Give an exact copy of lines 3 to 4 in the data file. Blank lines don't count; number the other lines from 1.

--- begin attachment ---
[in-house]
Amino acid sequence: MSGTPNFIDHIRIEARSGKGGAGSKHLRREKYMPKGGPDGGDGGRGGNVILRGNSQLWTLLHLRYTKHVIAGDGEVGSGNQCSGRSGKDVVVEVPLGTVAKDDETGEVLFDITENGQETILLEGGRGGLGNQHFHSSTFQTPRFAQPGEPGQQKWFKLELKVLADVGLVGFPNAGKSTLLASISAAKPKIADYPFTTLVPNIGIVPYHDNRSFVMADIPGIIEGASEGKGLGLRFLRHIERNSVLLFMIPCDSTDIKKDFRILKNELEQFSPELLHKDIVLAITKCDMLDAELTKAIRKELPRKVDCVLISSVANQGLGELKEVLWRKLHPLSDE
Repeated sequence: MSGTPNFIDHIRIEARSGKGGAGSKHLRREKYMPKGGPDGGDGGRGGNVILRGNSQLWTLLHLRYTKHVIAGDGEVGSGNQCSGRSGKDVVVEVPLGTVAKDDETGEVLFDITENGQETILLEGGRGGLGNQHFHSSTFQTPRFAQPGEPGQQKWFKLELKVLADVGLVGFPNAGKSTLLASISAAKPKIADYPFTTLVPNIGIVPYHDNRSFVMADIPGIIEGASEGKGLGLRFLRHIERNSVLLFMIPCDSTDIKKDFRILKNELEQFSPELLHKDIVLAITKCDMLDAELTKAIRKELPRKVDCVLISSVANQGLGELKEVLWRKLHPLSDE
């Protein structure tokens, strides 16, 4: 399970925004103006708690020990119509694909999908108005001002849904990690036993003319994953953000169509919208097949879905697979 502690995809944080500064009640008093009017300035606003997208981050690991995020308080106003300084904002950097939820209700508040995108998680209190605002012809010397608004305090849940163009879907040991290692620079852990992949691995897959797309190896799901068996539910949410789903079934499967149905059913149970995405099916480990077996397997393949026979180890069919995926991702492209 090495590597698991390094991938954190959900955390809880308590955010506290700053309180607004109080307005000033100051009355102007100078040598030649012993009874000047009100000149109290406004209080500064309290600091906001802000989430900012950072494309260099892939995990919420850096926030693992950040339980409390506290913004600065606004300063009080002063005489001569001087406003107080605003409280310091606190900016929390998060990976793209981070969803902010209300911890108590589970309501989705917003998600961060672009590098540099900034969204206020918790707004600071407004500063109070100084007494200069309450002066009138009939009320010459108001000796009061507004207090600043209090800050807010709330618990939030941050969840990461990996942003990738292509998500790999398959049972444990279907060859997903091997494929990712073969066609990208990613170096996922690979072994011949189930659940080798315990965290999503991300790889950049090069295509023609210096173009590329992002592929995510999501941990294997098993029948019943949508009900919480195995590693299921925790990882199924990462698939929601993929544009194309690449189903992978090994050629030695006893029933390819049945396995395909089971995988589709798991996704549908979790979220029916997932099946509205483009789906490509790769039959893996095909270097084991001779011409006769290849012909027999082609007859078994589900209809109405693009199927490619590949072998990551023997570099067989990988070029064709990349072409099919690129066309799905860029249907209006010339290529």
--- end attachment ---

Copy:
Repeated sequence: MSGTPNFIDHIRIEARSGKGGAGSKHLRREKYMPKGGPDGGDGGRGGNVILRGNSQLWTLLHLRYTKHVIAGDGEVGSGNQCSGRSGKDVVVEVPLGTVAKDDETGEVLFDITENGQETILLEGGRGGLGNQHFHSSTFQTPRFAQPGEPGQQKWFKLELKVLADVGLVGFPNAGKSTLLASISAAKPKIADYPFTTLVPNIGIVPYHDNRSFVMADIPGIIEGASEGKGLGLRFLRHIERNSVLLFMIPCDSTDIKKDFRILKNELEQFSPELLHKDIVLAITKCDMLDAELTKAIRKELPRKVDCVLISSVANQGLGELKEVLWRKLHPLSDE
């Protein structure tokens, strides 16, 4: 399970925004103006708690020990119509694909999908108005001002849904990690036993003319994953953000169509919208097949879905697979 502690995809944080500064009640008093009017300035606003997208981050690991995020308080106003300084904002950097939820209700508040995108998680209190605002012809010397608004305090849940163009879907040991290692620079852990992949691995897959797309190896799901068996539910949410789903079934499967149905059913149970995405099916480990077996397997393949026979180890069919995926991702492209 090495590597698991390094991938954190959900955390809880308590955010506290700053309180607004109080307005000033100051009355102007100078040598030649012993009874000047009100000149109290406004209080500064309290600091906001802000989430900012950072494309260099892939995990919420850096926030693992950040339980409390506290913004600065606004300063009080002063005489001569001087406003107080605003409280310091606190900016929390998060990976793209981070969803902010209300911890108590589970309501989705917003998600961060672009590098540099900034969204206020918790707004600071407004500063109070100084007494200069309450002066009138009939009320010459108001000796009061507004207090600043209090800050807010709330618990939030941050969840990461990996942003990738292509998500790999398959049972444990279907060859997903091997494929990712073969066609990208990613170096996922690979072994011949189930659940080798315990965290999503991300790889950049090069295509023609210096173009590329992002592929995510999501941990294997098993029948019943949508009900919480195995590693299921925790990882199924990462698939929601993929544009194309690449189903992978090994050629030695006893029933390819049945396995395909089971995988589709798991996704549908979790979220029916997932099946509205483009789906490509790769039959893996095909270097084991001779011409006769290849012909027999082609007859078994589900209809109405693009199927490619590949072998990551023997570099067989990988070029064709990349072409099919690129066309799905860029249907209006010339290529």